As we enter the final months of this year, which has been full of uncertainties, we wanted to share some of the timeless strategies that we focus on in our discussions with clients around one thing that is certain this year – taxes:
- Maximize the use of tax-deductible retirement plan contributions each year to lower your tax liability as much as possible. The SECURE Act now permits savers to continue contributions to IRAs even after age 70½.
- Make annual or one-time gifts to family members to transfer taxable income and future gains from your portfolio to others, potentially reduce family-wide tax liability, and reduce your taxable estate during your lifetime.
- Gift appreciated securities held for more than one year directly to charities or to a charitable donor-advised fund (DAF). The tax deduction is based on the value of the gift, and tax liability for you on any built-in capital gains are eliminated.
- Concentrate multiple years of charitable deductions into one year to maximize the tax benefits of giving, using the technique of “charitable bunching.”
- Consider qualified charitable distributions (QCDs) from IRAs for those over age 70½, especially if you would not otherwise receive as advantageous a tax deduction for gifting taxable assets. If you’re over 72, QCDs also count towards your required minimum distributions.
- Consider a Roth IRA or Roth 401(k) conversion or even discretionary distributions of IRA assets, especially if this will be a low-income-tax-rate year for you and/or when asset values are down. If you have not begun taking required minimum distributions from IRAs, one strategy we often recommend is to reduce or eliminate your pre-tax traditional IRA assets before they kick in.
Throughout the year, we regularly look for opportunities to maximize after-tax portfolio returns beyond investment selection, allocation, and periodic rebalancing. As part of our tax sensitivity in managing investment strategies we utilize some of the following techniques in our client portfolios:
- We aim to hold investments in taxable accounts for more than one year before selling them so that long-term capital gains tax rates will apply. The tax difference can be significant. (However, we always assess the potential risk and return tradeoffs that result from any decision to extend an investment holding period.)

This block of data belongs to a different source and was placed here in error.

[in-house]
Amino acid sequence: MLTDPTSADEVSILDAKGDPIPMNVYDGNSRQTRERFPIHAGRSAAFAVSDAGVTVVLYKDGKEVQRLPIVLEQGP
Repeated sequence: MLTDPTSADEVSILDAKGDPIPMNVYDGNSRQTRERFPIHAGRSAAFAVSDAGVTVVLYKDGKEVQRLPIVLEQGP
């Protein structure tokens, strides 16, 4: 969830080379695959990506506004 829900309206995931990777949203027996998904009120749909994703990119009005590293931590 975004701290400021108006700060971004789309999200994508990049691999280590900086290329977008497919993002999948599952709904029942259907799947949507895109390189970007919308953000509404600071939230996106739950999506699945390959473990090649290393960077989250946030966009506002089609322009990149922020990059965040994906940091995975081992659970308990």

- When raising cash in your portfolio, we do so by selecting securities or individual lots of a security that have the lowest taxable gain consequences.
- We consider carefully before selling investments with large built-in gains, unless the sale is justified by a higher expected return from another investment or is necessary to maintain portfolio asset allocation objectives.
- We seek to place the interest-earning portion of portfolios in tax-deferred accounts given interest income is taxed at the top marginal rate, unlike long-term capital gains.
- For portfolios without significant tax-deferred assets, we will generally recommend holding tax-exempt bonds in lieu of taxable bonds, depending on the client’s marginal tax rate.
- We look for opportunities to “harvest” capital losses if there is market volatility throughout the year, as well as during our year-end review. These realized losses can then be used to offset realized gains elsewhere within or outside the portfolio, either in the same tax year or rolled forward to future tax returns. Proceeds can then be placed in comparable investments so the portfolio allocation remains intact.
- We consider any anticipated taxable year-end distributions from investments within a portfolio when rebalancing, raising cash or harvesting taxable losses.
As always, we welcome the opportunity to discuss these planning topics with our clients and to coordinate with their tax advisors to determine the best techniques for each client’s individual tax situation. Please contact your Litman Gregory Wealth Management advisor for more information and to review your situation.
Note: As with all tax planning, every person’s situation is different. We suggest consulting with your tax advisor before implementing any of these tax planning techniques.
Key Tax Changes in 2022
In 2022, several changes went into effect that may impact your tax situation. Here are a few key highlights:
- 401(k), and other employer-sponsored plan contribution limits: The annual contribution limit for 401(k)s and similar plans increased to $20,500 (up from $19,500 in 2021). Those age 50 or older can make an extra “catch-up” contribution of $6,500, for a total of $27,000.
- IRA contribution limits: Traditional or Roth IRA contribution limits (combined) remain at $6,000, or $7,000 if you are age 50 or older. However, the modified adjusted gross income limitation to make Roth IRA contributions increased to $144,000 for those filing single, and $214,000 for those filing joint tax returns.
- Annual gift tax exclusion limits: The annual amount that any individual can give to another individual without having to report the gift to the IRS (or use some of their lifetime estate tax exemption) is now $16,000, up from $15,000 where it has been since 2018.
- Estate & gift tax exemption limits: The federal estate and gift tax exemption amount is now $12.06 million, up from $11.7 million in 2021. (It is important to note that as the law currently stands, this amount will sunset after 2025 and revert to the 2016 limit of $5 million indexed for inflation.)
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